Oh, I was so beyond myself excited that Tomas received the Nobel Prize–he is such a profoundly resonant and influential poet. He is the most translated European poet–he has been translated into over 60 languages and has, what is unusual, a global literary presence. I also believe that I heard that he is the most translated poet into English–after Rumi, Rilke and Neruda. So I am just one of many who translate him, it is wonderful, wonderful work because I love it and I inevitably learn so much from it.
I’m always curious to savor the first lines of a book, the entering into a space created of words. The first lines of Ocean Avenue are such a pleasurable reading experience:
In the shape of a human body
I am visiting the earth;
Is there another shape in which you’d like to visit the earth?
Maybe a tree. It appeals to me to be a tree–to be rooted in the earth. Is it not what we all in a way long for? To be more rooted, more grounded in our own experience? Also maybe a mountain, that would be cool or conversely a bird since I imagine that it would be incredible to fly.
Like all good poems, yours invite re-reading and sharing. I was keenly aware of how attentive you can be: of yourself, your surroundings, and of our physical impermanence, of death. Yet, there is a quiet hopefulness in your poems as in “Three Daffodils”:
but in the end we feed
the earth with ourselves.
Do you sense your hopefulness?
Yes, I do. I think that I am in a sense, pretty much hopelessly hopeful. I think that I somewhere along the way must have consciously decided to be hopeful–I feel that the human world is much too negative to have yet another person contributing to its negativity. I once had a vision that what we do here in this universe does not simply occur in the space of it–it helps create it–is a seamless part of it, as much as anything else is an equal and seamless part of it.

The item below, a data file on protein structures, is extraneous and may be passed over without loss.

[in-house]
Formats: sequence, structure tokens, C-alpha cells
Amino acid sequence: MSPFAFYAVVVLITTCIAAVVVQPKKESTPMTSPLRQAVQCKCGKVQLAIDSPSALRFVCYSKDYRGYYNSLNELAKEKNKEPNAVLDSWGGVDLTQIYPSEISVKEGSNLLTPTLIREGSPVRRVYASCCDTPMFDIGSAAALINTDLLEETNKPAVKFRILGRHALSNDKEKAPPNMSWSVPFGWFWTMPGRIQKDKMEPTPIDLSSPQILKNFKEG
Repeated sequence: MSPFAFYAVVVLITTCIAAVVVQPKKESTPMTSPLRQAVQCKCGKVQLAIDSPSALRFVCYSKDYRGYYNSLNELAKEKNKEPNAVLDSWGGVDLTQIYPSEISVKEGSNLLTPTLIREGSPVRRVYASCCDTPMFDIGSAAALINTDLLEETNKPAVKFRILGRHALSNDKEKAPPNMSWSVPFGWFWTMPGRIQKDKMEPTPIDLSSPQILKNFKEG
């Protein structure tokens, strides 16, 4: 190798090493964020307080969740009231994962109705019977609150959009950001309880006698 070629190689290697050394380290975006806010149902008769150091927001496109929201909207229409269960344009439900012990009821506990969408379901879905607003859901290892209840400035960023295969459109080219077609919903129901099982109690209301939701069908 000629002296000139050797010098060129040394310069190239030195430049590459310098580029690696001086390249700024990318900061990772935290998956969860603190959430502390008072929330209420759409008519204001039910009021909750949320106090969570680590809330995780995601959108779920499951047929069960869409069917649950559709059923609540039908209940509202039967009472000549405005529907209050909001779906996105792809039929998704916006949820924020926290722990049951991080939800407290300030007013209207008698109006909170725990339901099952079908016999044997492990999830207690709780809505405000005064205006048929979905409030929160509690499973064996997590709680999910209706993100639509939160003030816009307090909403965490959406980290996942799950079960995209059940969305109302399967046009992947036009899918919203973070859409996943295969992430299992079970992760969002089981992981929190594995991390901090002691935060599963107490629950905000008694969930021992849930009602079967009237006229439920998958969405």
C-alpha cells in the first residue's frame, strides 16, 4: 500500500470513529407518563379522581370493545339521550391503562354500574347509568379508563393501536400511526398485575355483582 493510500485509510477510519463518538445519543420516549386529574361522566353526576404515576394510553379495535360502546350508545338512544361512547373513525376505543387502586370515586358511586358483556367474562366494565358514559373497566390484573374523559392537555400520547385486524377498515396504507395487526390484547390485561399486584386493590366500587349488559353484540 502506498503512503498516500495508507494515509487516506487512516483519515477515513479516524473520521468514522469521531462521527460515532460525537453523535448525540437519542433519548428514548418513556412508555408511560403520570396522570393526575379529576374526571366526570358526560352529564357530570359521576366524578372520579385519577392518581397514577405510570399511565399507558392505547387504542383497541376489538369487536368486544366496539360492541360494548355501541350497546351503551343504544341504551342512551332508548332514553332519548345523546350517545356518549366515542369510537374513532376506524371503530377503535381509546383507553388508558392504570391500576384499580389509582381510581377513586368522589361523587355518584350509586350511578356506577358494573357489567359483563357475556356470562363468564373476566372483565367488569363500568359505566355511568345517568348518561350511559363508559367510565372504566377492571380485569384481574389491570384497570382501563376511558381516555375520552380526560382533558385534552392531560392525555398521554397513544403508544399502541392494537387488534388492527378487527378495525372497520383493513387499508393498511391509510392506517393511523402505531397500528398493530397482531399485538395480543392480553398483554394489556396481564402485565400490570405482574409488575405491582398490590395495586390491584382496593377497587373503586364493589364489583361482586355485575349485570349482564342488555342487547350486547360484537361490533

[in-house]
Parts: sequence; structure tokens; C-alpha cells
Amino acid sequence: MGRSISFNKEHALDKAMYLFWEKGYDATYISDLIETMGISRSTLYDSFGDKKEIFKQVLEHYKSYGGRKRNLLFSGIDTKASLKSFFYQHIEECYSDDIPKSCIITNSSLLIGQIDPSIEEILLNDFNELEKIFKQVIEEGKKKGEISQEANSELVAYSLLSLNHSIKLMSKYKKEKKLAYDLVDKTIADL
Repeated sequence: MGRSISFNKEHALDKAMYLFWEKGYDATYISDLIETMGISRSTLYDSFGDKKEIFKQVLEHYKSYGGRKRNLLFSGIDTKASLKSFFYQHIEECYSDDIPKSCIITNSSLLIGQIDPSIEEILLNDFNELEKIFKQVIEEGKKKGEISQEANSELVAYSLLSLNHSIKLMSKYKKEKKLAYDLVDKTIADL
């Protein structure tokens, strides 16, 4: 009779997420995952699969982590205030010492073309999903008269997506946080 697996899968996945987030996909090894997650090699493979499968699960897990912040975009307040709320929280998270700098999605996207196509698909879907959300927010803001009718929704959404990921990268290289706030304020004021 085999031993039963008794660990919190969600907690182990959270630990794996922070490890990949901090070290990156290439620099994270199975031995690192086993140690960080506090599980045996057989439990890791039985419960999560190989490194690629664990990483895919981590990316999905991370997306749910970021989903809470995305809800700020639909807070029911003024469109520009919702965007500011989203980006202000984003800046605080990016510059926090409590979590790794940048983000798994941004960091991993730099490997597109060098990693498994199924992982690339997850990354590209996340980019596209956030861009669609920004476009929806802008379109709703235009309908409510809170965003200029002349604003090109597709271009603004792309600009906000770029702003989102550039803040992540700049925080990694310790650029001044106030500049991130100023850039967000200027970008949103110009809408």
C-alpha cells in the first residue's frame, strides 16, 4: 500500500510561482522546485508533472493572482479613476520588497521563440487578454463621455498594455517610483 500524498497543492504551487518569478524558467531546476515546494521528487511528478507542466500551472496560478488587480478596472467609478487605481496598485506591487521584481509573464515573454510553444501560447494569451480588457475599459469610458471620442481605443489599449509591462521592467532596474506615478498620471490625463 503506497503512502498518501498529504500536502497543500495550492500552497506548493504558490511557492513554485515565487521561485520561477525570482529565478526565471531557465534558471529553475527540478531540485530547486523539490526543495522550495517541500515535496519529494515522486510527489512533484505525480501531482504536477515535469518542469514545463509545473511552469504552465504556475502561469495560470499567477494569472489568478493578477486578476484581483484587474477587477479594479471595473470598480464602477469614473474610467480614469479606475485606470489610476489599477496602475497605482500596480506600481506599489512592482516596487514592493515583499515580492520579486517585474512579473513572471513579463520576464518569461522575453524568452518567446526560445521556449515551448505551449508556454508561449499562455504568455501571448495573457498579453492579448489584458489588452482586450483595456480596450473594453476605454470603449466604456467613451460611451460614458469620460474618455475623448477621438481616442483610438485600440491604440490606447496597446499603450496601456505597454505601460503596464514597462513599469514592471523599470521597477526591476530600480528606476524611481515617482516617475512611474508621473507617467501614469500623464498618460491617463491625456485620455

What is particularly challenging about teaching poetry?
Possibly that I don’t quite believe in the idea or the possibility of teaching anyone anything. That teaching is not about teaching but about something else. That it is more a matter of sharing poetry and somehow engaging the students in such a way that they themselves begin to ask themselves and the world the kind of questions that are pointed enough and evocative enough to provide them with inspiration to continue reading and writing.
Has being Swedish influenced your work even when you’re not writing about anything connected with Sweden?
I am sure it has since I believe that nothing is without effect, as Somerset Maugham wrote In the Razor’s Edge. I believe that what we write is inevitably and seamlessly connected to who are, what we have experienced and so on.
Were you always a reader and did you always enjoy reading poetry?
I grew up loving to read–but never poetry, I read fiction quite steadily. I never read poetry until after I left Sweden and I went to High School in the US and my English teacher decided one day to read aloud to us T.S. Eliot’s, “Love Song of J. Alfred Prufrok.” While he was reading the poem, I fell in love with poetry–I thought it was the most profoundly beautiful thing I had ever heard. I could not believe my ears, that experience changed me. That day I knew that I was going to spend my life writing poems in English, that that was what I was going to do with my life.